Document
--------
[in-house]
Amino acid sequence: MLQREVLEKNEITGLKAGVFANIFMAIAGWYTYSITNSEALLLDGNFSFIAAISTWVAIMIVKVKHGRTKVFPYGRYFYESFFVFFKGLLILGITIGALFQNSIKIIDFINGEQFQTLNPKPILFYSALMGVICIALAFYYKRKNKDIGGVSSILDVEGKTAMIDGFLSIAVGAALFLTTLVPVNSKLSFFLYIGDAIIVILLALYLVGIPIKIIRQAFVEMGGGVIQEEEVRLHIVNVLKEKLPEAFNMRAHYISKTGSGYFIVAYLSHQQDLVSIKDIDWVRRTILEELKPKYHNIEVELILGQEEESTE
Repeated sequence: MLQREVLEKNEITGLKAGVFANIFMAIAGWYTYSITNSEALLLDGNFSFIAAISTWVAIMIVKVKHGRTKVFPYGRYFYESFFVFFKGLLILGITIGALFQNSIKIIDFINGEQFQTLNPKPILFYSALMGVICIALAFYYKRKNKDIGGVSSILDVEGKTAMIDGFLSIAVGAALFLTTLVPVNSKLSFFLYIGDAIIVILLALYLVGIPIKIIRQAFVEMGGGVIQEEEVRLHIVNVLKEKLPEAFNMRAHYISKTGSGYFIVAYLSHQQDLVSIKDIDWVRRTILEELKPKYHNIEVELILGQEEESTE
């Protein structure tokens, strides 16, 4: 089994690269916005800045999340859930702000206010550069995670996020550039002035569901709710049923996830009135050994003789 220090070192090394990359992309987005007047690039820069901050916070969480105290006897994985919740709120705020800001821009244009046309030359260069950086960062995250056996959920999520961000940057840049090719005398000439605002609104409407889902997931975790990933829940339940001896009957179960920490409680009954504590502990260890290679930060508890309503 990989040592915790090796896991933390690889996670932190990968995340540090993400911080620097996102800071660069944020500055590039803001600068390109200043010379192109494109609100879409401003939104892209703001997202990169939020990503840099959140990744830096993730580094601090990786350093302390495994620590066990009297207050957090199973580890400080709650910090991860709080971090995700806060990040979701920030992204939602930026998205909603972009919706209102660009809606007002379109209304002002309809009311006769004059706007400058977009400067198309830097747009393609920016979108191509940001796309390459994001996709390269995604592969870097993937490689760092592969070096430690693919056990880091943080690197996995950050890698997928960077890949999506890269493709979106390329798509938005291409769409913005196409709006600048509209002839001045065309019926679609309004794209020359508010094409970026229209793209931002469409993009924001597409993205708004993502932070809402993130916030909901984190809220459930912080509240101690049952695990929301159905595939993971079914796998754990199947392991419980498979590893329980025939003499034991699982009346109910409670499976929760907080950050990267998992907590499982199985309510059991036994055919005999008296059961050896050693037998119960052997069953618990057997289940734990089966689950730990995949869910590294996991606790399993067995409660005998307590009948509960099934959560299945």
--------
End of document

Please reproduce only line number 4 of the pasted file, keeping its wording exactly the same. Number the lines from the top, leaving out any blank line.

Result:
């Protein structure tokens, strides 16, 4: 089994690269916005800045999340859930702000206010550069995670996020550039002035569901709710049923996830009135050994003789 220090070192090394990359992309987005007047690039820069901050916070969480105290006897994985919740709120705020800001821009244009046309030359260069950086960062995250056996959920999520961000940057840049090719005398000439605002609104409407889902997931975790990933829940339940001896009957179960920490409680009954504590502990260890290679930060508890309503 990989040592915790090796896991933390690889996670932190990968995340540090993400911080620097996102800071660069944020500055590039803001600068390109200043010379192109494109609100879409401003939104892209703001997202990169939020990503840099959140990744830096993730580094601090990786350093302390495994620590066990009297207050957090199973580890400080709650910090991860709080971090995700806060990040979701920030992204939602930026998205909603972009919706209102660009809606007002379109209304002002309809009311006769004059706007400058977009400067198309830097747009393609920016979108191509940001796309390459994001996709390269995604592969870097993937490689760092592969070096430690693919056990880091943080690197996995950050890698997928960077890949999506890269493709979106390329798509938005291409769409913005196409709006600048509209002839001045065309019926679609309004794209020359508010094409970026229209793209931002469409993009924001597409993205708004993502932070809402993130916030909901984190809220459930912080509240101690049952695990929301159905595939993971079914796998754990199947392991419980498979590893329980025939003499034991699982009346109910409670499976929760907080950050990267998992907590499982199985309510059991036994055919005999008296059961050896050693037998119960052997069953618990057997289940734990089966689950730990995949869910590294996991606790399993067995409660005998307590009948509960099934959560299945």